"You can tell a lot about people by fishing with 'em. Places, too," says John. Cheerfully defying California law, he lights up his pipe. "Keep in mind that fishing to some people becomes an obsession because it's what Sam is doing, it's what everybody else is doing. It's like when people began wearing bell-bottom trousers -- they wore them because somebody else had them. Keep your eye on the difference between fashion and fishing."
He points the stem of the pipe at me. "Here's my advice. Get out of the country." I laugh. He explains: "A couple hundred miles south of here is a place that will show you what fishing was like before it got...complicated."
He rummages around behind the counter and finds a pencil and a piece of paper and writes down a name and a Baja California, Mexico, phone number. "I'll tell you one thing I like about fishing is it gets me to places where there aren't many people. It's probably the camaraderie, too. Although I know that's a contradiction. Some people think it's a damned religion." He pauses. "I'll be quite frank: It's almost a religion with me. I do believe in a Supreme Being, but I'd rather go fly-fishing than go to Mass. Hell, if I go out onto a stream and I don't catch any fish, I still feel that way. I see a couple of nice birds or a fish jump or a deer or a moose or whatever the hell, or another fly-fisherman. I love to watch people fish; I love to watch fly-fishermen. Especially my son, he's a hell of a caster."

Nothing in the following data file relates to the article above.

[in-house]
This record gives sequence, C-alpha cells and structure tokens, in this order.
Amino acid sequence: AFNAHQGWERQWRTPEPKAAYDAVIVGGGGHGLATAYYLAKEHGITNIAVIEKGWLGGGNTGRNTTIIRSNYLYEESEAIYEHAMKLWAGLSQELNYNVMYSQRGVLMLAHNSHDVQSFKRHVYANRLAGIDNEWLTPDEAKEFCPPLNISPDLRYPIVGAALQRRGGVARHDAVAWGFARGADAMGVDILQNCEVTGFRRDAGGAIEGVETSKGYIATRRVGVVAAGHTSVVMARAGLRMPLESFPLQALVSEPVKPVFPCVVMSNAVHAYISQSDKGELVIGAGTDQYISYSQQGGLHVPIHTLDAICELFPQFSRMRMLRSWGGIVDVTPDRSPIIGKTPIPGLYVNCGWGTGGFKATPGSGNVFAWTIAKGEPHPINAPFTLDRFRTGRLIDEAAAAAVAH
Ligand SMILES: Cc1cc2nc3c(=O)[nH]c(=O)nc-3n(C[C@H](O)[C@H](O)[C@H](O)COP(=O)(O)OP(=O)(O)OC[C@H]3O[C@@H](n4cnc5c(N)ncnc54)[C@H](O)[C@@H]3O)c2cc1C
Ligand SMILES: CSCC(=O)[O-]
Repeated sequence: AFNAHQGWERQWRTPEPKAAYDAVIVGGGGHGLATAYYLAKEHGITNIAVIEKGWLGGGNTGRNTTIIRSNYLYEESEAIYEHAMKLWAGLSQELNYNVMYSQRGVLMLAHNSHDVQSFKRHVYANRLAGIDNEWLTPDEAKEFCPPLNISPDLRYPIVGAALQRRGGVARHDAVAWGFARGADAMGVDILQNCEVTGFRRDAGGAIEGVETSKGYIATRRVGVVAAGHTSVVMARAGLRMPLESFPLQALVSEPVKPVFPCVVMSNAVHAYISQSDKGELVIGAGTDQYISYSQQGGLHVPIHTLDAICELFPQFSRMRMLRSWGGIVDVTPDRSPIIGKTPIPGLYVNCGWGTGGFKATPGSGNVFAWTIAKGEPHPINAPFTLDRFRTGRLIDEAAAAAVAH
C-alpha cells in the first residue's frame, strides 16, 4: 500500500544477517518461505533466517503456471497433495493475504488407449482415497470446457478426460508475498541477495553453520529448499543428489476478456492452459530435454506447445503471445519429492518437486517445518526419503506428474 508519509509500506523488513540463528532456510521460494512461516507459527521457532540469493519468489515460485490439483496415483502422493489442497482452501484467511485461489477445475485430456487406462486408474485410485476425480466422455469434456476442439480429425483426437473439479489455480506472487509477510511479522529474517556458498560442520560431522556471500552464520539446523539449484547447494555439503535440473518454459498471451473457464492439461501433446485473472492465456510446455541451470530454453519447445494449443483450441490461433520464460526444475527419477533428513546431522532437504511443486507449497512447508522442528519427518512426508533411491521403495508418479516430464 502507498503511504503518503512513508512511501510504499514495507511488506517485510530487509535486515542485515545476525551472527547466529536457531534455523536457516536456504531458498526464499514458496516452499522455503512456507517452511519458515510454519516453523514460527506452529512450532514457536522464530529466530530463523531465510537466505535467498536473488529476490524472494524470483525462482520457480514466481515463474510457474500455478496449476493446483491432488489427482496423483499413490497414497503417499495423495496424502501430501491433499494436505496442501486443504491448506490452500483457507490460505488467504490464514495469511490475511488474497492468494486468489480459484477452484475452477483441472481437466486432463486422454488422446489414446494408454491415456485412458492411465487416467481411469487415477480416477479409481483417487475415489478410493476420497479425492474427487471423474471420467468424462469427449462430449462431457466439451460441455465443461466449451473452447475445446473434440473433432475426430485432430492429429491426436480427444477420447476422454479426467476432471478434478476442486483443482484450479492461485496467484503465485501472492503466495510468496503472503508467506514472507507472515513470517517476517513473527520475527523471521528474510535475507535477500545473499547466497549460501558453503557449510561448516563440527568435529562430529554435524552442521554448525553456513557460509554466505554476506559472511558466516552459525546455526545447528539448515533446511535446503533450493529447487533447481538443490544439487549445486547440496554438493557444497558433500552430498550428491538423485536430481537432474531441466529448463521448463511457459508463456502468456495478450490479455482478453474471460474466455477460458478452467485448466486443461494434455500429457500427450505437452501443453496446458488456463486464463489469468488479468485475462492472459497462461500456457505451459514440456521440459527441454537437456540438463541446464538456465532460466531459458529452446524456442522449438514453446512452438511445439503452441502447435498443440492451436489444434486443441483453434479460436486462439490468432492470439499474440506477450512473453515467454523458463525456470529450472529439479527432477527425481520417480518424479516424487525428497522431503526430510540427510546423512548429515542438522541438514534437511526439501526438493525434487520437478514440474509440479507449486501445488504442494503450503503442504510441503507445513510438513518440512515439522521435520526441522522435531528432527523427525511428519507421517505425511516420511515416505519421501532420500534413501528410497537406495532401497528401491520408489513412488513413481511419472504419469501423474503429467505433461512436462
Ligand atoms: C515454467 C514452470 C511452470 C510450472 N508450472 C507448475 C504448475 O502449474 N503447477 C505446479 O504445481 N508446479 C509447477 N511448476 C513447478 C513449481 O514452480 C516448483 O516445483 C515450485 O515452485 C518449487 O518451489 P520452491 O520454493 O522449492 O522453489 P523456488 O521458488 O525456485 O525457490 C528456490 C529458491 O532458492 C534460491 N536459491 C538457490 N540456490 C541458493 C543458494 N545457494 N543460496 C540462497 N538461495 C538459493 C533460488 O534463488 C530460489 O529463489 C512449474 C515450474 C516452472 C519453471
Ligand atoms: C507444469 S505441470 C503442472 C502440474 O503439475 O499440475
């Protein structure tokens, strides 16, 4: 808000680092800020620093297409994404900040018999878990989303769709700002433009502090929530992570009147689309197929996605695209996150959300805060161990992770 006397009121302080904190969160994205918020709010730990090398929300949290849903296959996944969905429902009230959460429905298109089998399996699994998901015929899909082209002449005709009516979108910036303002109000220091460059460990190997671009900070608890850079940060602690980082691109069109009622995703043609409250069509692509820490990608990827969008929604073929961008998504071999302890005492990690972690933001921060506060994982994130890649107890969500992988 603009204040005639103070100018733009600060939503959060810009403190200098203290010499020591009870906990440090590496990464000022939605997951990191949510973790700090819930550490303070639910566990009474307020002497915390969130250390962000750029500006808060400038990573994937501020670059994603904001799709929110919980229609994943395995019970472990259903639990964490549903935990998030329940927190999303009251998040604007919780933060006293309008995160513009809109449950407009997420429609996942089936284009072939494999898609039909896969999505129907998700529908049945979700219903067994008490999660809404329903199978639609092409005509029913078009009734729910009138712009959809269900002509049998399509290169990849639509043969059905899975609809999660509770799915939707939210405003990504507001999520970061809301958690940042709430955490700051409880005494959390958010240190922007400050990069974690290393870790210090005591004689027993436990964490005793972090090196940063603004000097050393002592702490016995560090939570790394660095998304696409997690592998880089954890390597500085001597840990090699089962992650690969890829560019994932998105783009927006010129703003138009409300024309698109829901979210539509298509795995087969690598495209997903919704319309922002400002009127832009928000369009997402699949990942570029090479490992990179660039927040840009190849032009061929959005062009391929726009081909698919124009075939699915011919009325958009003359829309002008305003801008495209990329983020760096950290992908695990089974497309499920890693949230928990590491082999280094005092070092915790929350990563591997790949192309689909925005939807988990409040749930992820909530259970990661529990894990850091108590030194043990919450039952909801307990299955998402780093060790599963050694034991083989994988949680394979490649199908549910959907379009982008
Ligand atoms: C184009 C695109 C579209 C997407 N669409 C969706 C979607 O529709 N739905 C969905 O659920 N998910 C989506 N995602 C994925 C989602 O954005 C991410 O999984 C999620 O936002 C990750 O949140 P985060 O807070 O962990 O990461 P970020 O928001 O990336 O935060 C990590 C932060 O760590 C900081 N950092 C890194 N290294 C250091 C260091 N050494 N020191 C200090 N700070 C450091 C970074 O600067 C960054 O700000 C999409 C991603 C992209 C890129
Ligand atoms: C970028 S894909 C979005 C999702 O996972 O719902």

He scribbles a second phone number and slides the piece of paper across the glass. "You go see Conway. He'll tell you something about fishing."
Eileen wryly interjects, "That Conway, he's been coming in here since he was little. We always took him fishing. He filled up the bay and the lakes with rocks. He was a little brat." She smiles, drops some flies in a little plastic container. "He loved to eat squid. I used to flinch when I watched him eat 'em. He'd eat tentacles, head, eyes, and everything." She shudders.
John laughs, a short bark from the corner of his mouth, as I head out. "See ya," he says, from behind the counter.
The door opens, the bell rings.
Copyright © 2000 by Richard Louv
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author of The True Adventures of John Steinbeck, Writer: A Biography
The News Hour, PBS
Meet the Author
Richard Louv is an award-winning journalist and columnist for The San Diego Union-Tribune and the author of five previous books. He lives in San Diego, California.